Category Archives: Confucius

Not a Diet, A Lifestyle

home-5d75bad805b9382457be8d50231b6e95I hoped growing older might dry-up the appetites that beset me, that age might turn me into a wizened old gentleman for whom asceticism is natural—like breathing—and that air, and maybe some water and crackers, might become the only essentials to my continued existence. In short, I wanted to slowly and imperceptibly (and painlessly, please) grow happy as a monk. After decades of daily struggle with blind, ignorant yearning, can’t my brain finally win?

This summer, I’ve been counting calories. I was reasonably healthy before, not medically overweight or (chronically) immoderate in my eating. Being attractive isn’t even essential to men of my age and circumstance. Yet I see young, muscular males walking about and note their ubiquitous presence on television and the internet, in magazines and advertisements looming over the city. This imagery is enough to remind me of my inadequacy. Sure, my brain knows those expectations are artificial. Very few men look that way naturally, without rigorous physical training—or photoshop—and I might not desire weight loss without such clear messages about the importance of thin.

The Confucian philosopher Xunzi (ca. 312–230 BCE) made a distinction between xing and wei. The immediate aspects of existence fall under xing, which describes human nature at its most basic, including all the desires—he says bodily satisfaction, comfort, and prominence are chief—linking us to other animals. Though not exclusively evil, our xing needs training and channeling by our wei. Wei is artifice, the deliberate and conscious acknowledgement that our spontaneous whims must be controlled if we hope to cultivate proper habits. Wei is the first step toward virtue, as trying to be our best selves won’t happen naturally.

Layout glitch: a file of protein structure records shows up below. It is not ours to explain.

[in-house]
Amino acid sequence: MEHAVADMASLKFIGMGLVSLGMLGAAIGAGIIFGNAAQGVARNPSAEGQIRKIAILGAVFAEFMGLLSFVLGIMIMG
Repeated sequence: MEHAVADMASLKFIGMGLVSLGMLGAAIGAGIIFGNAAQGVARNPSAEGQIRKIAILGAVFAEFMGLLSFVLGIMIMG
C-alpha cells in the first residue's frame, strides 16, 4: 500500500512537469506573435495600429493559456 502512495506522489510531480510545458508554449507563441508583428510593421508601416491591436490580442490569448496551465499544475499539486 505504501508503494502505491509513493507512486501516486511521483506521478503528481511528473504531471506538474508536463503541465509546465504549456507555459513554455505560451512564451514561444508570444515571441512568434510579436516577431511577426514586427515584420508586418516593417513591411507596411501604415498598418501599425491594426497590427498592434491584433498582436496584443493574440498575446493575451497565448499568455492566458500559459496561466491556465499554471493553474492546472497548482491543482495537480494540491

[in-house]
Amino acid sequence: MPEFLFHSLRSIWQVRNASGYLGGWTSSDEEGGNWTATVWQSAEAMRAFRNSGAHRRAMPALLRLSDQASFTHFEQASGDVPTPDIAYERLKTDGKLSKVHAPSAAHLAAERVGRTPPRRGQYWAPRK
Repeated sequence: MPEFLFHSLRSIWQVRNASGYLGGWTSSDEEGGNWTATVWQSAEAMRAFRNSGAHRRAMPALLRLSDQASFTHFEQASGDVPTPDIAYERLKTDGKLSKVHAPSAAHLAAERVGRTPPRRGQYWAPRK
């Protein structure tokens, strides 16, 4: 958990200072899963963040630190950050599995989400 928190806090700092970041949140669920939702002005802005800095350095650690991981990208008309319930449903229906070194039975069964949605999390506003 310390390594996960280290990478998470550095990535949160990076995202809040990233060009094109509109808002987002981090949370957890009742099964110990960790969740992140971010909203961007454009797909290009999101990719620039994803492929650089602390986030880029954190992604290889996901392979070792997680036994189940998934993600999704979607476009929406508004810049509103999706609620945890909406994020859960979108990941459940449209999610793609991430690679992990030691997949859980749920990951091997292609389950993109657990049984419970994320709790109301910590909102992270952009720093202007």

Something Spartan lurks in his philosophy that appeals to me. To get what you truly desire you must overcome your desires. If thin is good, make peace with eating the number of daily calories dictated by your current weight, your age, your activity level, and your goals.

Though it’d be easy to call Xunzi a Hobbesian cynic, his belief in our capacities over our proclivities is idealistic. For example, we may desire skill in painting, writing, and music because it brings us prominence, but we train as artists because of wei. We exercise those skills conscientiously and diligently knowing that, if anything of universal value is to come of them, we must find willpower and self-discipline. Anything requiring effort ultimately separates us from our xing. Desire created our goals, but artifice expressed their best form. Unlike Mencius, another prominent Confucian, Xunzi doesn’t believe we can do much with our basic appetites—xing isn’t good and is never good—but it can be overcome. Wei will supplant xing.

Yet, I suspect any distinction neatly dividing overlapping human impulses. I have questions: If we all have the capacity for wei, does that make it natural or artificial? What about wanting to have the best wei on the block, where do you put that impulse? Xunzi’s appreciation of the war between nature and artifice as the key struggle of existence seems right, and I’d love to believe wei will win. But can the brain and body ever make peace?

Xunzi’s answer was his faith in “approval,” by which he meant the heart’s decision to do what’s best, even if it opposes our appetites. According to Xunzi, we inevitably settle on what we should do and not what we want. Because health is the greater good, I sacrifice to achieve it… putting aside, of course, that vanity isn’t healthy.

The creation of “approval” helps assure Xunzi that proper behavior can exist without squelching natural desires. When “approval” takes over, reason—or, in my case, calorie counting—won’t dominate for long. We don’t develop habitual denial without training, but, to Xunzi, it becomes a part of us. Eventually, doing right requires neither thought nor effort. I WILL embrace 1500 calories before adding in extra for time on the elliptical.